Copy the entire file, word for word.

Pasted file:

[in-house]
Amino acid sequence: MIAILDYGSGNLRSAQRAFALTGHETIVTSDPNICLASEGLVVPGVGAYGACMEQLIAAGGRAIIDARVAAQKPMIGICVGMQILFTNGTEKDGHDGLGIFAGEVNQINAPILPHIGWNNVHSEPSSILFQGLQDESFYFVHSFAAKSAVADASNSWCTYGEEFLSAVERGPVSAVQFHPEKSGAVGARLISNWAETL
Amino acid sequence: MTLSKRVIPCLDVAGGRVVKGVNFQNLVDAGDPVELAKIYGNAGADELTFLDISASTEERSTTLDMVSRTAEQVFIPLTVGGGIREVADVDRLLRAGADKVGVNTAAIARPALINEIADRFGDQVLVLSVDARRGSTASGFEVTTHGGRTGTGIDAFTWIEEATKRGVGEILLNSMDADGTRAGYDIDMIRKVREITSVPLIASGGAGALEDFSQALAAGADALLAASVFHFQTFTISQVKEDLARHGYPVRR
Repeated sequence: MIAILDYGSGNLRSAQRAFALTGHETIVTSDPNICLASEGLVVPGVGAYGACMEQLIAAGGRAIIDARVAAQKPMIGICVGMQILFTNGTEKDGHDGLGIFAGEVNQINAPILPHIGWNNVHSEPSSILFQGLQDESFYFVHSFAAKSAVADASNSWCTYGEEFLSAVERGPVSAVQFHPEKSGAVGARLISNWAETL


[in-house]
Amino acid sequence: MIAILDYGSGNLRSAQRAFALTGHETIVTSDPNICLASEGLVVPGVGAYGACMEQLIAAGGRAIIDARVAAQKPMIGICVGMQILFTNGTEKDGHDGLGIFAGEVNQINAPILPHIGWNNVHSEPSSILFQGLQDESFYFVHSFAAKSAVADASNSWCTYGEEFLSAVERGPVSAVQFHPEKSGAVGARLISNWAETL
Amino acid sequence: MTLSKRVIPCLDVAGGRVVKGVNFQNLVDAGDPVELAKIYGNAGADELTFLDISASTEERSTTLDMVSRTAEQVFIPLTVGGGIREVADVDRLLRAGADKVGVNTAAIARPALINEIADRFGDQVLVLSVDARRGSTASGFEVTTHGGRTGTGIDAFTWIEEATKRGVGEILLNSMDADGTRAGYDIDMIRKVREITSVPLIASGGAGALEDFSQALAAGADALLAASVFHFQTFTISQVKEDLARHGYPVRR
Repeated sequence: MIAILDYGSGNLRSAQRAFALTGHETIVTSDPNICLASEGLVVPGVGAYGACMEQLIAAGGRAIIDARVAAQKPMIGICVGMQILFTNGTEKDGHDGLGIFAGEVNQINAPILPHIGWNNVHSEPSSILFQGLQDESFYFVHSFAAKSAVADASNSWCTYGEEFLSAVERGPVSAVQFHPEKSGAVGARLISNWAETL